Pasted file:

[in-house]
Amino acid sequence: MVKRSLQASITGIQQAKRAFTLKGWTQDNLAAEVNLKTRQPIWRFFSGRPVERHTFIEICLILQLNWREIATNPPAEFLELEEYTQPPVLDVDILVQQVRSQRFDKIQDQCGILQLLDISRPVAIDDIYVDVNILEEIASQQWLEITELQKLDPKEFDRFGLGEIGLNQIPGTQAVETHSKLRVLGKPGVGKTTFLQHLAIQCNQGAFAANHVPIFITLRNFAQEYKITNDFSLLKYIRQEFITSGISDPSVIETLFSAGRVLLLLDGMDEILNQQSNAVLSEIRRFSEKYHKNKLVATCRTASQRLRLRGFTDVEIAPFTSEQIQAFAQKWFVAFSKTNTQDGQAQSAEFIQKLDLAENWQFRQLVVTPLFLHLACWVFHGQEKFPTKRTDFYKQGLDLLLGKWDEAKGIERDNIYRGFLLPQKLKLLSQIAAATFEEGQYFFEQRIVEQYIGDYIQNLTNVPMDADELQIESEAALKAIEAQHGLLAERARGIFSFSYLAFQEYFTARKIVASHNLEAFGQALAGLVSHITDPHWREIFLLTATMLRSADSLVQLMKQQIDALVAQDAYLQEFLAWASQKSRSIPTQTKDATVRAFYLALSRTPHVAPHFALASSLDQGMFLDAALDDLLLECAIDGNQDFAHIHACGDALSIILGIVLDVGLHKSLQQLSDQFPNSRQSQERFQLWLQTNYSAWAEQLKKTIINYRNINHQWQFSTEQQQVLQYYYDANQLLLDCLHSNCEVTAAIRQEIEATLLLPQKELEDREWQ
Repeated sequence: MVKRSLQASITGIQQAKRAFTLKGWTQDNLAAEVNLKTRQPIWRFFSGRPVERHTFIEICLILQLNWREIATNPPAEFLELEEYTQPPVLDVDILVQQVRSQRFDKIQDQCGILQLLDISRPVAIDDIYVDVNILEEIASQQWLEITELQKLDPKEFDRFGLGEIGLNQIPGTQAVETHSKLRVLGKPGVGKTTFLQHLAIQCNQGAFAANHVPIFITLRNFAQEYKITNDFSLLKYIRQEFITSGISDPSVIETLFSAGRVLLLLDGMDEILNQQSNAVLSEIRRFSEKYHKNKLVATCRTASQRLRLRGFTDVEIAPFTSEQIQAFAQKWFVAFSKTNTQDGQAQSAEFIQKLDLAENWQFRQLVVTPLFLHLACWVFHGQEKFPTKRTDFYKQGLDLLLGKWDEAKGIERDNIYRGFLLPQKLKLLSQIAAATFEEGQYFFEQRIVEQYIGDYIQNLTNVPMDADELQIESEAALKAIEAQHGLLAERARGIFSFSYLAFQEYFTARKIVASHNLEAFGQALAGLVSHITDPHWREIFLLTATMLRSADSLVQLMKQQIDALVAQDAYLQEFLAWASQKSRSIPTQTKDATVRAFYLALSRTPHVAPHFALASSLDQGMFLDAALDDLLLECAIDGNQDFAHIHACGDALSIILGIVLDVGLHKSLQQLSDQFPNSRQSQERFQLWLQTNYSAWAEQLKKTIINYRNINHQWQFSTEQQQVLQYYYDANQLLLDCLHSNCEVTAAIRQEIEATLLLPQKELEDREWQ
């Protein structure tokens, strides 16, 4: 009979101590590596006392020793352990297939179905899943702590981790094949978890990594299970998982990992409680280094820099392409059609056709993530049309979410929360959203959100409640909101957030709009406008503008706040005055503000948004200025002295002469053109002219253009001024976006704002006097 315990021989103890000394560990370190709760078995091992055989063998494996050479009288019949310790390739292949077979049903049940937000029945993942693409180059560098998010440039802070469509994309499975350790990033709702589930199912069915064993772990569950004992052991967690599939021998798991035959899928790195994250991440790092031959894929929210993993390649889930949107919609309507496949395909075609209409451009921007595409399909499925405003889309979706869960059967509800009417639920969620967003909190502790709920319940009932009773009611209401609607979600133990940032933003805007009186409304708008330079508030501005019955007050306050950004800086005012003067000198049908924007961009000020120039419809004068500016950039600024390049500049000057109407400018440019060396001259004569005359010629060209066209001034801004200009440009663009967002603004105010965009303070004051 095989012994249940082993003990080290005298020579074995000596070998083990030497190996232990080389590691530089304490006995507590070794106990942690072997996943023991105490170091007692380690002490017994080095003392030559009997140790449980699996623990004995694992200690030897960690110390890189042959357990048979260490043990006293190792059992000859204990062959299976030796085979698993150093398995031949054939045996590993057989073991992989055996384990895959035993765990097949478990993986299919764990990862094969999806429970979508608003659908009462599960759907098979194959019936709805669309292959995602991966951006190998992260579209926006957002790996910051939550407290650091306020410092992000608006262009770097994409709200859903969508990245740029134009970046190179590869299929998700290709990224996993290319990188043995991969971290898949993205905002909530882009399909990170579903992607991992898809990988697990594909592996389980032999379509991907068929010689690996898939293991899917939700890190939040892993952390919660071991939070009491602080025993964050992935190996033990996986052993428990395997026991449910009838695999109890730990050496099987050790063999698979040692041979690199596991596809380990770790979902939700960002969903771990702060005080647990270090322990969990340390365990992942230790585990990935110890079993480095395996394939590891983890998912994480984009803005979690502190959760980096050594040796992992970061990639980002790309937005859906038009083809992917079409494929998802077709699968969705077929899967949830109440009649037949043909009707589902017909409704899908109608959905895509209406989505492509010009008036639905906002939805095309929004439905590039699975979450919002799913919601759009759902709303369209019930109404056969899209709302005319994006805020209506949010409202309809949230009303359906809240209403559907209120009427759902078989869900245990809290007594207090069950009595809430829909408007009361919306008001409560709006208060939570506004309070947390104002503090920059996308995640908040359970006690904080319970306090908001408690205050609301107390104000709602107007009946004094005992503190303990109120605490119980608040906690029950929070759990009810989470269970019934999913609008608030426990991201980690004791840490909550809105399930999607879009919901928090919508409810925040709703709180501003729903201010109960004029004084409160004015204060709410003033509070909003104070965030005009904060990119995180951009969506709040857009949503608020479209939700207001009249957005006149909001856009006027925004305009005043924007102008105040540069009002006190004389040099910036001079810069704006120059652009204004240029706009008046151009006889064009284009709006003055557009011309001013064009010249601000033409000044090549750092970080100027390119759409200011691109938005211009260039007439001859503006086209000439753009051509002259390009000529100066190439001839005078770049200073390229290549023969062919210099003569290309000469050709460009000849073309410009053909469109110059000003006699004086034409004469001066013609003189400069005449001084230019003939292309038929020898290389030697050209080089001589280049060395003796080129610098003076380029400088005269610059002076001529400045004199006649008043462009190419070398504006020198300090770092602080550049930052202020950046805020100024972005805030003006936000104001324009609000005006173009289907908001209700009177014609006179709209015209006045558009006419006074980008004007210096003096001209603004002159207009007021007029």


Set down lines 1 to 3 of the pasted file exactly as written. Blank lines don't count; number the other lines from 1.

[in-house]
Amino acid sequence: MVKRSLQASITGIQQAKRAFTLKGWTQDNLAAEVNLKTRQPIWRFFSGRPVERHTFIEICLILQLNWREIATNPPAEFLELEEYTQPPVLDVDILVQQVRSQRFDKIQDQCGILQLLDISRPVAIDDIYVDVNILEEIASQQWLEITELQKLDPKEFDRFGLGEIGLNQIPGTQAVETHSKLRVLGKPGVGKTTFLQHLAIQCNQGAFAANHVPIFITLRNFAQEYKITNDFSLLKYIRQEFITSGISDPSVIETLFSAGRVLLLLDGMDEILNQQSNAVLSEIRRFSEKYHKNKLVATCRTASQRLRLRGFTDVEIAPFTSEQIQAFAQKWFVAFSKTNTQDGQAQSAEFIQKLDLAENWQFRQLVVTPLFLHLACWVFHGQEKFPTKRTDFYKQGLDLLLGKWDEAKGIERDNIYRGFLLPQKLKLLSQIAAATFEEGQYFFEQRIVEQYIGDYIQNLTNVPMDADELQIESEAALKAIEAQHGLLAERARGIFSFSYLAFQEYFTARKIVASHNLEAFGQALAGLVSHITDPHWREIFLLTATMLRSADSLVQLMKQQIDALVAQDAYLQEFLAWASQKSRSIPTQTKDATVRAFYLALSRTPHVAPHFALASSLDQGMFLDAALDDLLLECAIDGNQDFAHIHACGDALSIILGIVLDVGLHKSLQQLSDQFPNSRQSQERFQLWLQTNYSAWAEQLKKTIINYRNINHQWQFSTEQQQVLQYYYDANQLLLDCLHSNCEVTAAIRQEIEATLLLPQKELEDREWQ
Repeated sequence: MVKRSLQASITGIQQAKRAFTLKGWTQDNLAAEVNLKTRQPIWRFFSGRPVERHTFIEICLILQLNWREIATNPPAEFLELEEYTQPPVLDVDILVQQVRSQRFDKIQDQCGILQLLDISRPVAIDDIYVDVNILEEIASQQWLEITELQKLDPKEFDRFGLGEIGLNQIPGTQAVETHSKLRVLGKPGVGKTTFLQHLAIQCNQGAFAANHVPIFITLRNFAQEYKITNDFSLLKYIRQEFITSGISDPSVIETLFSAGRVLLLLDGMDEILNQQSNAVLSEIRRFSEKYHKNKLVATCRTASQRLRLRGFTDVEIAPFTSEQIQAFAQKWFVAFSKTNTQDGQAQSAEFIQKLDLAENWQFRQLVVTPLFLHLACWVFHGQEKFPTKRTDFYKQGLDLLLGKWDEAKGIERDNIYRGFLLPQKLKLLSQIAAATFEEGQYFFEQRIVEQYIGDYIQNLTNVPMDADELQIESEAALKAIEAQHGLLAERARGIFSFSYLAFQEYFTARKIVASHNLEAFGQALAGLVSHITDPHWREIFLLTATMLRSADSLVQLMKQQIDALVAQDAYLQEFLAWASQKSRSIPTQTKDATVRAFYLALSRTPHVAPHFALASSLDQGMFLDAALDDLLLECAIDGNQDFAHIHACGDALSIILGIVLDVGLHKSLQQLSDQFPNSRQSQERFQLWLQTNYSAWAEQLKKTIINYRNINHQWQFSTEQQQVLQYYYDANQLLLDCLHSNCEVTAAIRQEIEATLLLPQKELEDREWQ